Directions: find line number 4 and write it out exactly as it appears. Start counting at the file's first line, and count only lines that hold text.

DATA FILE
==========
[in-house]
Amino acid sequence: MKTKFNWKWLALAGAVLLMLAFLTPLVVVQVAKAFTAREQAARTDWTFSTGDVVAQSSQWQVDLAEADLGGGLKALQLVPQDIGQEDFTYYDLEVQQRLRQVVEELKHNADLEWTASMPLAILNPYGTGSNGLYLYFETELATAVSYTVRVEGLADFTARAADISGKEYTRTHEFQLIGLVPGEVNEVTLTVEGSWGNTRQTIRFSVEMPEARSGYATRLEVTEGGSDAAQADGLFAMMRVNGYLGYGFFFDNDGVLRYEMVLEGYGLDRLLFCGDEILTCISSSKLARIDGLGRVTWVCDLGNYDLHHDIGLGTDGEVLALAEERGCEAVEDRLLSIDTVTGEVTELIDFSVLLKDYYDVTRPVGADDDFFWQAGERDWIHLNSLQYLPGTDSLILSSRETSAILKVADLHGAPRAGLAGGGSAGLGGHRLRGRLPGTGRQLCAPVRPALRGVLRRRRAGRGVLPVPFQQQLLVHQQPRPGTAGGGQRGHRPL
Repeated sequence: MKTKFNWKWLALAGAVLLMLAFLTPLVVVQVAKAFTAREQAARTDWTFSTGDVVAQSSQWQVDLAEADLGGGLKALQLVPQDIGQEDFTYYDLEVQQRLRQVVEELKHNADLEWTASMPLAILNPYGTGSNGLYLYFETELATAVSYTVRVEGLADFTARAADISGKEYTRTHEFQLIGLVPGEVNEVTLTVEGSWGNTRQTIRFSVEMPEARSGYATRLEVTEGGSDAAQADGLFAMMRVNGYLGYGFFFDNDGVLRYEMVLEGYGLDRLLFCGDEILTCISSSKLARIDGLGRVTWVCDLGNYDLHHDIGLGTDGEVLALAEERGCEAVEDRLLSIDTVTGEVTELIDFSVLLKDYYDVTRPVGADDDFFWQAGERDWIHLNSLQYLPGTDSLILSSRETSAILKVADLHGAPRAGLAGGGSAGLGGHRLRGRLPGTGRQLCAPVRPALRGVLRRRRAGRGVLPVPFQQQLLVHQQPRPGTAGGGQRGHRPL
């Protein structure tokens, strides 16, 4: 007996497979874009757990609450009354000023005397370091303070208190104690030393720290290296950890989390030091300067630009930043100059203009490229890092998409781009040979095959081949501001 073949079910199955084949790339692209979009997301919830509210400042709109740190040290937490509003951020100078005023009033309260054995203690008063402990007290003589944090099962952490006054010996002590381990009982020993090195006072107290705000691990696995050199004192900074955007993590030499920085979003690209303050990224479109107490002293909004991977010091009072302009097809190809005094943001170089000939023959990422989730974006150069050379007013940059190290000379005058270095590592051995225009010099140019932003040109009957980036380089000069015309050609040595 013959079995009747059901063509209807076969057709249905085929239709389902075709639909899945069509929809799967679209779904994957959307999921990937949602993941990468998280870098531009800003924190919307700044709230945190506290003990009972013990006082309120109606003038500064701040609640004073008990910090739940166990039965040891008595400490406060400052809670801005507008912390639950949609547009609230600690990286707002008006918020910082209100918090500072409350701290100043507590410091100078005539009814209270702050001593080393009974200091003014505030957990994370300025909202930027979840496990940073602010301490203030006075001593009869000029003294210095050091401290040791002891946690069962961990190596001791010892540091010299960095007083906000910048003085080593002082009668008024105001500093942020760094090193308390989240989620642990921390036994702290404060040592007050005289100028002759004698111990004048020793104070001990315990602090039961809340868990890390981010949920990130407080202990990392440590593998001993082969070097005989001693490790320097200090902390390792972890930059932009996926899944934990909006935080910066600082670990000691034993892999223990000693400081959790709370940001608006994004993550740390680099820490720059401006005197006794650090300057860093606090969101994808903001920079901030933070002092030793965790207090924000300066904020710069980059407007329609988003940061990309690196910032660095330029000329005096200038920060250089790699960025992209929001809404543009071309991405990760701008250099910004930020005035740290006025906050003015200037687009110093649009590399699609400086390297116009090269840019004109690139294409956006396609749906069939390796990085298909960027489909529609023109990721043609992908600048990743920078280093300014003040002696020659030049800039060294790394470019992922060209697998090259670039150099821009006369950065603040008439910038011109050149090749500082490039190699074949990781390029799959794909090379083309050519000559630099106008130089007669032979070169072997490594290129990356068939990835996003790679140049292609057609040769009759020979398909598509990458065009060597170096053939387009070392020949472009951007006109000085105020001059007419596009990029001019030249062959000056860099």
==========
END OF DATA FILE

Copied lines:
């Protein structure tokens, strides 16, 4: 007996497979874009757990609450009354000023005397370091303070208190104690030393720290290296950890989390030091300067630009930043100059203009490229890092998409781009040979095959081949501001 073949079910199955084949790339692209979009997301919830509210400042709109740190040290937490509003951020100078005023009033309260054995203690008063402990007290003589944090099962952490006054010996002590381990009982020993090195006072107290705000691990696995050199004192900074955007993590030499920085979003690209303050990224479109107490002293909004991977010091009072302009097809190809005094943001170089000939023959990422989730974006150069050379007013940059190290000379005058270095590592051995225009010099140019932003040109009957980036380089000069015309050609040595 013959079995009747059901063509209807076969057709249905085929239709389902075709639909899945069509929809799967679209779904994957959307999921990937949602993941990468998280870098531009800003924190919307700044709230945190506290003990009972013990006082309120109606003038500064701040609640004073008990910090739940166990039965040891008595400490406060400052809670801005507008912390639950949609547009609230600690990286707002008006918020910082209100918090500072409350701290100043507590410091100078005539009814209270702050001593080393009974200091003014505030957990994370300025909202930027979840496990940073602010301490203030006075001593009869000029003294210095050091401290040791002891946690069962961990190596001791010892540091010299960095007083906000910048003085080593002082009668008024105001500093942020760094090193308390989240989620642990921390036994702290404060040592007050005289100028002759004698111990004048020793104070001990315990602090039961809340868990890390981010949920990130407080202990990392440590593998001993082969070097005989001693490790320097200090902390390792972890930059932009996926899944934990909006935080910066600082670990000691034993892999223990000693400081959790709370940001608006994004993550740390680099820490720059401006005197006794650090300057860093606090969101994808903001920079901030933070002092030793965790207090924000300066904020710069980059407007329609988003940061990309690196910032660095330029000329005096200038920060250089790699960025992209929001809404543009071309991405990760701008250099910004930020005035740290006025906050003015200037687009110093649009590399699609400086390297116009090269840019004109690139294409956006396609749906069939390796990085298909960027489909529609023109990721043609992908600048990743920078280093300014003040002696020659030049800039060294790394470019992922060209697998090259670039150099821009006369950065603040008439910038011109050149090749500082490039190699074949990781390029799959794909090379083309050519000559630099106008130089007669032979070169072997490594290129990356068939990835996003790679140049292609057609040769009759020979398909598509990458065009060597170096053939387009070392020949472009951007006109000085105020001059007419596009990029001019030249062959000056860099």